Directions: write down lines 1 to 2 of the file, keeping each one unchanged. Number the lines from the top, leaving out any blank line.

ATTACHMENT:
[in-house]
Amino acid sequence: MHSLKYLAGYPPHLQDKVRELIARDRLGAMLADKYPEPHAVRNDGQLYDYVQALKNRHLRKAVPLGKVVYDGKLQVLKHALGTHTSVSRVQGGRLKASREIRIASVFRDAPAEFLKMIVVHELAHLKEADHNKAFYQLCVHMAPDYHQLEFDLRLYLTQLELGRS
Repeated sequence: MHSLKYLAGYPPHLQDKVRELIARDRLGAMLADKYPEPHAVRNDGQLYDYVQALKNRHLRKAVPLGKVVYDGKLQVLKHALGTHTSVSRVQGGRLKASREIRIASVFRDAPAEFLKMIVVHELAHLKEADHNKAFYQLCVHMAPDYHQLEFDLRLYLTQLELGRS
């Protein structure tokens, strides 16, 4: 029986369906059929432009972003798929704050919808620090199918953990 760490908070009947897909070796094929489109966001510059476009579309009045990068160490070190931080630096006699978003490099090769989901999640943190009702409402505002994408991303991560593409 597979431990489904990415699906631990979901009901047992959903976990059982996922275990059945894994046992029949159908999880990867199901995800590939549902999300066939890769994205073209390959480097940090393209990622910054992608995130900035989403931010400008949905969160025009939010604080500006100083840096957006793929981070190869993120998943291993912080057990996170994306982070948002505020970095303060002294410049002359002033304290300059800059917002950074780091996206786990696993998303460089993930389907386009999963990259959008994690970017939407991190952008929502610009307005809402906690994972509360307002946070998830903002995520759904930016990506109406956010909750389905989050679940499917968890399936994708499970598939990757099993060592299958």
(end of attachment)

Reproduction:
[in-house]
Amino acid sequence: MHSLKYLAGYPPHLQDKVRELIARDRLGAMLADKYPEPHAVRNDGQLYDYVQALKNRHLRKAVPLGKVVYDGKLQVLKHALGTHTSVSRVQGGRLKASREIRIASVFRDAPAEFLKMIVVHELAHLKEADHNKAFYQLCVHMAPDYHQLEFDLRLYLTQLELGRS